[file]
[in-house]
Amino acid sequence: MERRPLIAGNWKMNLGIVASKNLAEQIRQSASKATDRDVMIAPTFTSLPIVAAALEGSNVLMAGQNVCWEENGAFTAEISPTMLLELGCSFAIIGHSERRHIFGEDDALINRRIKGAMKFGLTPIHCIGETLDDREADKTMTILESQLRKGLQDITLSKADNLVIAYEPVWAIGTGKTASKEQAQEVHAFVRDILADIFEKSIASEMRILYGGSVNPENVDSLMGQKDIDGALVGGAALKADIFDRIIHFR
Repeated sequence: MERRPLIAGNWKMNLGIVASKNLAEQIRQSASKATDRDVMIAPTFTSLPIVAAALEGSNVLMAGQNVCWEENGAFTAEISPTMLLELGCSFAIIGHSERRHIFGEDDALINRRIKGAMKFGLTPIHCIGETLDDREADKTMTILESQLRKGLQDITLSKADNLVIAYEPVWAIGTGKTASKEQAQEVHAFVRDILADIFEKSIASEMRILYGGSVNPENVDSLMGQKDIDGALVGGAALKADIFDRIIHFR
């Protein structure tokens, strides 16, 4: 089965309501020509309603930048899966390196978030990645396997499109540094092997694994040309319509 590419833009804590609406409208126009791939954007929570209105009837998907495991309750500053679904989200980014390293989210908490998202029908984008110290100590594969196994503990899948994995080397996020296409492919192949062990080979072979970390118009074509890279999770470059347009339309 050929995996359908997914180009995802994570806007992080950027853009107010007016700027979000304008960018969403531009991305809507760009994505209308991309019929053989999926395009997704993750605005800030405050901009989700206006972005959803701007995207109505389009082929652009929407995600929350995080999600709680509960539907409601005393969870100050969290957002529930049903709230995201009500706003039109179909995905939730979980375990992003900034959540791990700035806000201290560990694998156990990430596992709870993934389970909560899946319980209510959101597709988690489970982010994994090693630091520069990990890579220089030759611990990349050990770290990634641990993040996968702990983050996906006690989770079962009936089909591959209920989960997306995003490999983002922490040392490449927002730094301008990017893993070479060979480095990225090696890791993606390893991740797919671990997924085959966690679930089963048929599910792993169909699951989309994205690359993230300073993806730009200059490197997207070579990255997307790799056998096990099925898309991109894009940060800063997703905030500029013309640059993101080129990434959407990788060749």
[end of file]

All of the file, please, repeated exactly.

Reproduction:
[in-house]
Amino acid sequence: MERRPLIAGNWKMNLGIVASKNLAEQIRQSASKATDRDVMIAPTFTSLPIVAAALEGSNVLMAGQNVCWEENGAFTAEISPTMLLELGCSFAIIGHSERRHIFGEDDALINRRIKGAMKFGLTPIHCIGETLDDREADKTMTILESQLRKGLQDITLSKADNLVIAYEPVWAIGTGKTASKEQAQEVHAFVRDILADIFEKSIASEMRILYGGSVNPENVDSLMGQKDIDGALVGGAALKADIFDRIIHFR
Repeated sequence: MERRPLIAGNWKMNLGIVASKNLAEQIRQSASKATDRDVMIAPTFTSLPIVAAALEGSNVLMAGQNVCWEENGAFTAEISPTMLLELGCSFAIIGHSERRHIFGEDDALINRRIKGAMKFGLTPIHCIGETLDDREADKTMTILESQLRKGLQDITLSKADNLVIAYEPVWAIGTGKTASKEQAQEVHAFVRDILADIFEKSIASEMRILYGGSVNPENVDSLMGQKDIDGALVGGAALKADIFDRIIHFR
């Protein structure tokens, strides 16, 4: 089965309501020509309603930048899966390196978030990645396997499109540094092997694994040309319509 590419833009804590609406409208126009791939954007929570209105009837998907495991309750500053679904989200980014390293989210908490998202029908984008110290100590594969196994503990899948994995080397996020296409492919192949062990080979072979970390118009074509890279999770470059347009339309 050929995996359908997914180009995802994570806007992080950027853009107010007016700027979000304008960018969403531009991305809507760009994505209308991309019929053989999926395009997704993750605005800030405050901009989700206006972005959803701007995207109505389009082929652009929407995600929350995080999600709680509960539907409601005393969870100050969290957002529930049903709230995201009500706003039109179909995905939730979980375990992003900034959540791990700035806000201290560990694998156990990430596992709870993934389970909560899946319980209510959101597709988690489970982010994994090693630091520069990990890579220089030759611990990349050990770290990634641990993040996968702990983050996906006690989770079962009936089909591959209920989960997306995003490999983002922490040392490449927002730094301008990017893993070479060979480095990225090696890791993606390893991740797919671990997924085959966690679930089963048929599910792993169909699951989309994205690359993230300073993806730009200059490197997207070579990255997307790799056998096990099925898309991109894009940060800063997703905030500029013309640059993101080129990434959407990788060749």